For a 1973 Chevrolet Chevelle SS Coupe, the 350 engine was rated at 145 net horsepower with a two-barrel carburetor; 175 horses with a four-pot carb.
Muscle car is a term used to refer to a variety of high-performance automobiles. The Merriam-Webster dictionary defines muscle cars as "any of a group of American-made 2-door sports coupes with powerful engines designed for high-performance driving." A large V8 engine is fitted in a 2-door, rear wheel drive, family-style mid-size or full-size car designed for four or more passengers. Sold at an affordable price, muscle cars are intended for mainly street use and occasional drag racing. They are distinct from two-seat sports cars and expensive 2+2 GTs intended for high-speed touring and road racing. Developed simultaneously in their own markets, muscle cars also emerged from manufacturers in Australia, South Africa, the United Kingdom, and elsewhere. Also, it is widely believed by today's generation that the Nissan GTR is a muscle car.
A station wagon, also called an estate car and an estate, is an automotive body-style variant of a sedan/saloon with its roof extended rearward over a shared passenger/cargo volume with access at the back via a third or fifth door (the liftgate or tailgate), instead of a trunk lid. The body style transforms a standard three-box design into a two-box design — to include an A, B, and C-pillar, as well as a D-pillar. Station wagons can flexibly reconfigure their interior volume via fold-down rear seats to prioritize either passenger or cargo volume.
The American Heritage Dictionary defines a station wagon as "an automobile with one or more rows of folding or removable seats behind the driver and no luggage compartment but an area behind the seats into which suitcases, parcels, etc., can be loaded through a tailgate."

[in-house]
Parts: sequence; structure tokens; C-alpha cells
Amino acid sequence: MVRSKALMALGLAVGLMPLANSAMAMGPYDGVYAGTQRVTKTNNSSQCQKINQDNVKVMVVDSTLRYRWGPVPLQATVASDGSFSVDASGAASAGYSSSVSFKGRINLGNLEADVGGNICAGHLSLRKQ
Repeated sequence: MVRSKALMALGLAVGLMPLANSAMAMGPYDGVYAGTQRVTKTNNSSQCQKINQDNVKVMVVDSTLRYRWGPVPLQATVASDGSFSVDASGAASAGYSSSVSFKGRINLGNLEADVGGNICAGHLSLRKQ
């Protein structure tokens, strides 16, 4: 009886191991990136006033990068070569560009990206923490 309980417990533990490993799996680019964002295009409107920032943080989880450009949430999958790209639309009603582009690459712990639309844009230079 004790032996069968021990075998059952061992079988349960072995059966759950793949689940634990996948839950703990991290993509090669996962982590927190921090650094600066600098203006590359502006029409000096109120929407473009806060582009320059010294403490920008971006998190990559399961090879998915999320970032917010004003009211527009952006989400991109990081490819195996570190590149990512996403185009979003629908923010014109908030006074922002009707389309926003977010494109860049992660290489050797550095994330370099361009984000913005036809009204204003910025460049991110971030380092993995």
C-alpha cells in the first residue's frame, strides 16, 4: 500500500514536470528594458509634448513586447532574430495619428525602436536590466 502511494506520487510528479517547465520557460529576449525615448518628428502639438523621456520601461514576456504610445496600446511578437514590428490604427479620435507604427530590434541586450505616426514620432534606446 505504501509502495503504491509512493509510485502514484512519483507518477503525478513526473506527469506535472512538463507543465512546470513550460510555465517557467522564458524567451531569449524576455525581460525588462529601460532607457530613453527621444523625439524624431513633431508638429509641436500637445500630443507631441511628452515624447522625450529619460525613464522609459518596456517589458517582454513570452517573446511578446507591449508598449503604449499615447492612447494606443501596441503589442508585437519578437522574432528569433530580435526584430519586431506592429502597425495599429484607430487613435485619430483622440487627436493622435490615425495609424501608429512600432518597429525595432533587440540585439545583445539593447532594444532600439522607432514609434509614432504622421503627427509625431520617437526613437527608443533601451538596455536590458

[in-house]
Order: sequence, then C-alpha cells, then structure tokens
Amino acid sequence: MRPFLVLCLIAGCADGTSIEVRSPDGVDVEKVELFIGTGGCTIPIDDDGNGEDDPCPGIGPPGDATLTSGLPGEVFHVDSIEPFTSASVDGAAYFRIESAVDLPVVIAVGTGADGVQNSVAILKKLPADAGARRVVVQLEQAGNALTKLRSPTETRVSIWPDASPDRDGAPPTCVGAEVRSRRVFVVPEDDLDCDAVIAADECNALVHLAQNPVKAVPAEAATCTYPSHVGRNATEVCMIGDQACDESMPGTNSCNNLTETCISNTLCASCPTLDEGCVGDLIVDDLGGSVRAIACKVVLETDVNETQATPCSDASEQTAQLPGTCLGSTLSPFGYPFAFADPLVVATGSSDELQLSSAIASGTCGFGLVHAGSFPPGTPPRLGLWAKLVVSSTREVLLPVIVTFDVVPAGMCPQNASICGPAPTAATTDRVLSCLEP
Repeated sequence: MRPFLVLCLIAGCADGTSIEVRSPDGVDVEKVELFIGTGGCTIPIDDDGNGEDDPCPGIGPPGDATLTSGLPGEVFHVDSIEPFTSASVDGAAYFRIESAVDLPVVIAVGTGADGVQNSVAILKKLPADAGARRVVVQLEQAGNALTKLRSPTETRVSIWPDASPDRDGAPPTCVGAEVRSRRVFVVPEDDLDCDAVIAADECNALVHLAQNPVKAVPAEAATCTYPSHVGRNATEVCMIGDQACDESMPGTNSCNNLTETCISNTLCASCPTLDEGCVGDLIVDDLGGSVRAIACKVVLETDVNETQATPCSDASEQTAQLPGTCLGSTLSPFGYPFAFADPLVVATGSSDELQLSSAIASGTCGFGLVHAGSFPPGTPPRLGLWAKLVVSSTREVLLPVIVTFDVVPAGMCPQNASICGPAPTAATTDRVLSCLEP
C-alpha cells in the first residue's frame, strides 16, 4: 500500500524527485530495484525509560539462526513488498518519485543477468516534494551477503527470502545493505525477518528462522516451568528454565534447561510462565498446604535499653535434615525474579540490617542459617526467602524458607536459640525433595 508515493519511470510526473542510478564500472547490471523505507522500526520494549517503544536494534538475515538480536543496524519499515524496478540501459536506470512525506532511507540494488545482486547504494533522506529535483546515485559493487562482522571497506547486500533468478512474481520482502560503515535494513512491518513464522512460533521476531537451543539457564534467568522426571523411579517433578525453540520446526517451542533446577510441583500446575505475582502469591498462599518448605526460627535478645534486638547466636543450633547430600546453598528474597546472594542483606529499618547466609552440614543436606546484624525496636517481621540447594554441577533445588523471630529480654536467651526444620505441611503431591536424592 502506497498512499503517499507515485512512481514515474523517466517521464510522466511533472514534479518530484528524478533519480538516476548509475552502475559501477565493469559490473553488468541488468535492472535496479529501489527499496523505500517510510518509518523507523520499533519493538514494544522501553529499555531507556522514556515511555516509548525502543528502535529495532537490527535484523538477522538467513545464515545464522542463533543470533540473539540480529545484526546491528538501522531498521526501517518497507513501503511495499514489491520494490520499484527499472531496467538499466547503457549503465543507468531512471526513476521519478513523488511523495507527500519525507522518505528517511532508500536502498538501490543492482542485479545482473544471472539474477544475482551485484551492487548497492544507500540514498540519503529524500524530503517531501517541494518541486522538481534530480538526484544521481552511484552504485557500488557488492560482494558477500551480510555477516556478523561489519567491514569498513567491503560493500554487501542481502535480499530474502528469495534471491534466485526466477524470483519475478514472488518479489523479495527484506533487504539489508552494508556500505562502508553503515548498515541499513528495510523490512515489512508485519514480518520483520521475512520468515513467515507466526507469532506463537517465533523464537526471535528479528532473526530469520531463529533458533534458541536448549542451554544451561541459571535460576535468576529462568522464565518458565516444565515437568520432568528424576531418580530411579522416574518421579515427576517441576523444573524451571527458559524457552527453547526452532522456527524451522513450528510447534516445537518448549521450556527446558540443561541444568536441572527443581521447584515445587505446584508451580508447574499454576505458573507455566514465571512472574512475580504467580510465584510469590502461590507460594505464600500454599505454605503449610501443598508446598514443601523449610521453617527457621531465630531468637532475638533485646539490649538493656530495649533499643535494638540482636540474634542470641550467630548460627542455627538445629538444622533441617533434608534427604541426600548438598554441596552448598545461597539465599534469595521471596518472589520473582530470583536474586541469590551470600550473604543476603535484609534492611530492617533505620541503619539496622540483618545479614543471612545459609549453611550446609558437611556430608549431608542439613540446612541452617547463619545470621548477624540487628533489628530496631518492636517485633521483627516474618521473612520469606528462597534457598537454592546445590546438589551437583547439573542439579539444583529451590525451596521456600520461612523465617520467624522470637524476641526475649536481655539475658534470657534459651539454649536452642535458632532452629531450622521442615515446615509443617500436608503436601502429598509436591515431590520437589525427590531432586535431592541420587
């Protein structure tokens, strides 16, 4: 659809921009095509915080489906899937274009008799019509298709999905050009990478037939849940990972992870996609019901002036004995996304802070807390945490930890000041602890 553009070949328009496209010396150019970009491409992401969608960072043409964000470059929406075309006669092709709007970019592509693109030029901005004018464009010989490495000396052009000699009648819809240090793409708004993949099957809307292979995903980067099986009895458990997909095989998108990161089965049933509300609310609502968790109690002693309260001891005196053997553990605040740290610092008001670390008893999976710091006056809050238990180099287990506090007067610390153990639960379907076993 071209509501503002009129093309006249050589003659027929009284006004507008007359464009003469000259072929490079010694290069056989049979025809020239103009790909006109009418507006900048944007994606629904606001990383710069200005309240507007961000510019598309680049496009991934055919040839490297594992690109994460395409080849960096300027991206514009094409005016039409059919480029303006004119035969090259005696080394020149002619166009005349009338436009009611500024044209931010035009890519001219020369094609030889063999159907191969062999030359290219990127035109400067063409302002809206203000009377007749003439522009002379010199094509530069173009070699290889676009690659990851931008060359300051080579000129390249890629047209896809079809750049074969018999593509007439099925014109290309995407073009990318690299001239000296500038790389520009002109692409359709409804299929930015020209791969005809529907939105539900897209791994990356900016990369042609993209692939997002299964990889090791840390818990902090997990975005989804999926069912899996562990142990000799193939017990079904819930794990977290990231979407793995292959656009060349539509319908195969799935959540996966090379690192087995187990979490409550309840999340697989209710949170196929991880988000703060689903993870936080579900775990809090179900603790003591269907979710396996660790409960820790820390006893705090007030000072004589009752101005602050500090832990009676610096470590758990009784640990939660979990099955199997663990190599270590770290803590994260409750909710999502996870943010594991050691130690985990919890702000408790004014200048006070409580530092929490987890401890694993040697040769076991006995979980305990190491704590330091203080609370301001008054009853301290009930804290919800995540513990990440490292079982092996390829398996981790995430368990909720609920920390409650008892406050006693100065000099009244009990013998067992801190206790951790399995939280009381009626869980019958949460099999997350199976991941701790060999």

A mid-size car (occasionally referred to as an intermediate) is the North American/Australian standard for an automobile with a size equal to or greater than that of a compact. In Europe mid-sizers are referred to as D-segment or large family cars.
The automobile that defined this size in the United States was the Rambler Six that was introduced in 1956, although it was called "compact" car at that time. The mid-size class then grew out of the compacts of the early-1960s. For example, the Ford Fairlane was referred to at its introduction in 1962 as a compact intermediate because it was barely bigger than its close relative, the Falcon. General Motors' first entries in the class, such as the Oldsmobile F-85, Pontiac Tempest, and Buick Special were not mechanically related to the compact Chevrolet Corvair, but were similar in size.
Chevrolet Chevelle Laguna
The Chevrolet Chevelle was a mid-sized automobile produced by the Chevrolet division of General Motors in three generations for the 1964 through 1977 model years. Part of the GM A-Body platform, the Chevelle was one of Chevrolet's most successful nameplates. Body styles include coupes, sedans, convertibles and station wagons. Super Sport versions were produced through the 1973 model year, and Lagunas from 1973 through 1976. After a three-year absence, the El Camino was reintroduced as part of the new Chevelle lineup. The Chevelle also provided the platform for the Monte Carlo introduced in 1970. The Malibu, the top of the line model through 1972, replaced the Chevelle nameplate for the redesigned, downsized 1978 models.
Chevrolet El Camino
The Chevrolet Chevelle Laguna is a mid-sized automobile produced by the Chevrolet division of General Motors for the 1973 through 1976 model years. Part of the GM A-Body platform, the 1973 Laguna series included coupes, sedans and station wagons. It was the top-line Chevelle series that year positioned above the Malibu. For 1974 through 1976 the car was produced as a one-model Laguna S-3 Coupe, the new-for-1974 Malibu Classic series taking the top-luxury series position. All Lagunas sported urethane front-ends which easily distinguished them from other Chevelles. NASCAR driver Cale Yarborough earned the first two of three consecutive Winston Cup Championships piloting a Chevelle Laguna.
Chevrolet El Camino was a coupe utility vehicle produced by the Chevrolet division of General Motors between 1959–60 and 1964-87. Introduced in the 1959–1960 model years in response to the success of the Ford Ranchero, its first run lasted only one year. Production resumed for the 1964–1977 model years based on the Chevelle platform, and continued for the 1978–1987 model years based on the GM G-body platform. Although based on corresponding Chevrolet car lines, the vehicle is classified and titled in North America as a truck. GMC's badge engineered El Camino variant, the Sprint, was introduced for the 1971 model year. Renamed Caballero in 1978, it was also produced through the 1987 model year.
In Spanish, El Camino means "the road".